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Copper Made Bronze Age Cyprus an Important Trade Hub

Copper Deposits Make Bronze Age Cyprus An Important Trade Hub
Because of its copper deposits, Bronze Age Cyprus became one of the most important trade hubs in the Mediterranean. Credit: Zde / Wikimedia Commons / CC BY-SA 4.0

Recent archaeological excavations led by the Swedish Cyprus Expedition at the Hala Sultan Tekke on the south coast of Cyprus have revealed new insights into the area’s past.

The most recent discoveries indicate that the Hala Sultan Tekke complex on the west bank of Larnaca Salt lake, in the city of Larnaca, was far bigger than what was previously believed. It is estimated to have covered a large area and was one of the most important commercial centers in the eastern Mediterranean region during the Bronze Age.

Research Project Continued for 13 Seasons

The research project aims to map the island’s archaeological history. The most recent expedition, led by emeritus professor Peter Fischer of the Department of Historical Studies at the University of Gothenburg, started in 2010 and has continued for 13 seasons.

The excavations have unearthed substantial numbers of luxury products made of gold, silver, ivory, and semi-precious gemstones, in addition to imported pottery and other commodities, which indicates that there was a strong demand for the city’s manufacture of copper.

According to Peter Fischer, “Our investigations and excavations show that Hala Sultan Tekke was larger than was previously thought, covering an area of some 25 to 50 hectares, which is a big city by that period’s standards. Usually, settlements at this time and in this area covered only a few hectares.”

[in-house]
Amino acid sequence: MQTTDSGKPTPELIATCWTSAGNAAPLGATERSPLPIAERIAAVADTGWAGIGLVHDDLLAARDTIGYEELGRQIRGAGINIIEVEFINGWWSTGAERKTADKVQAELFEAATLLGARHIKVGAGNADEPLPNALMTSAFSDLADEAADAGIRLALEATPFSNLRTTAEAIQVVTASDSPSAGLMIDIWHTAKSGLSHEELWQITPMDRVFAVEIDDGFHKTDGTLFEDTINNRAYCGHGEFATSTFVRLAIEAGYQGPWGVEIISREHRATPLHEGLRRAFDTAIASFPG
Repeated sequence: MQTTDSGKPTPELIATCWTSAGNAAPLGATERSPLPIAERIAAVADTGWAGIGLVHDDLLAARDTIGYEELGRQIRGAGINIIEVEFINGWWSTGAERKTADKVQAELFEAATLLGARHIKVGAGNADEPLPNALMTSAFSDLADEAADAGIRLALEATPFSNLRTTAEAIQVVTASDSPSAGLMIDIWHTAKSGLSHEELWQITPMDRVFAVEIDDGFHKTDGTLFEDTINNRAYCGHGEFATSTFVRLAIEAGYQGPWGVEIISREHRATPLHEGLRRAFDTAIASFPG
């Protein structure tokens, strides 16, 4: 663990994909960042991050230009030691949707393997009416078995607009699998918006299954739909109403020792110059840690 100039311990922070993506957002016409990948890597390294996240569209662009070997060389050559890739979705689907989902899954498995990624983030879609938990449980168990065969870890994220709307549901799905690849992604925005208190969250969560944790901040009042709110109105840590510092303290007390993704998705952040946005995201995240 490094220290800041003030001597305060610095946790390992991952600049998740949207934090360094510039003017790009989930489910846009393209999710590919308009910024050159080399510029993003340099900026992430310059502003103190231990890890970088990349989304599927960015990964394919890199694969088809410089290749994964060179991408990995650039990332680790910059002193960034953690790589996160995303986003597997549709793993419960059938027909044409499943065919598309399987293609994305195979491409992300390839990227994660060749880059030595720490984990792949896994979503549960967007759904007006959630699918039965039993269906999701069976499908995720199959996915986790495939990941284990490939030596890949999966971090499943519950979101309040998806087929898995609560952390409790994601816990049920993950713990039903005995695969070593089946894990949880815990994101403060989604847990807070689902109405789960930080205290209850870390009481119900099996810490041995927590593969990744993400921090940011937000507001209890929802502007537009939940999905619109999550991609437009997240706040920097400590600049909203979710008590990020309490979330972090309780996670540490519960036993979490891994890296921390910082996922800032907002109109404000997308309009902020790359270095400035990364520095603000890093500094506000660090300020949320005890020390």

Cyprus’ Mines and Copper Production

Cyprus’ mines produced more copper than any other in the Mediterranean during the Bronze Era. The sooty workshops of Hala Sultan Tekke were located in the city’s north. This was done so that the southerly breezes might carry the noxious smoke and odor away from the present city of Larnaca.

The excavations have revealed smelting furnaces, cast molds, and slag, all of which attest to the site’s rich history of copper manufacturing. Researchers have also found evidence that the ore used to produce the copper was transported to the area from mines in the neighboring Troodos Mountains.

Despite the hazardous nature of the copper production process, the area flourished due to its central location in the eastern Mediterranean and a well-protected harbor.

Evidence of Trade

Researchers have found abundant evidence of trade with neighboring regions, including  Greece, modern-day Turkey, the Middle East, and Egypt, as well as with further-flung destinations like Sardinia, the Baltic Sea region, Afghanistan, and India, in the form of pottery, jewelry, and other luxury items.

The research has also shown that highly sought-after purple-dyed textiles were produced in Hala Sultan Tekke. The purple mucus used to make the dye was harvested from a specific type of murex.

The area also exported earthenware decorated with human, animal, and plant motifs. The artist responsible for these painted themes has been dubbed the “Hala Sultan Tekke painter” by academics.

Peter Fischer notes, “The great thing about the many pottery finds is that we can assist our colleagues around the Mediterranean and beyond. No pottery has the same spread as the coveted Cypriot pottery during this period. By finding locally made pottery that we can date in the same layer as other imported pottery that was previously difficult to date, we can synchronize these and help colleagues date their finds.”

Name of Hala Sultan Tekke

The Bronze Age city (3300 BC-1200 BC) was given the name Hala Sultan Tekke, after the mosque that was built ( 1760-1817 AD) not far from the excavation site.

After more than 500 years as a significant trading center, the city eventually fell, around 1200 BC, along with numerous other advanced Bronze Age civilizations in the Mediterranean.

Around this period, it was widely believed that an invasion by the “Sea Peoples” wiped out the Bronze Age civilizations of the eastern Mediterranean by demolishing their towns.

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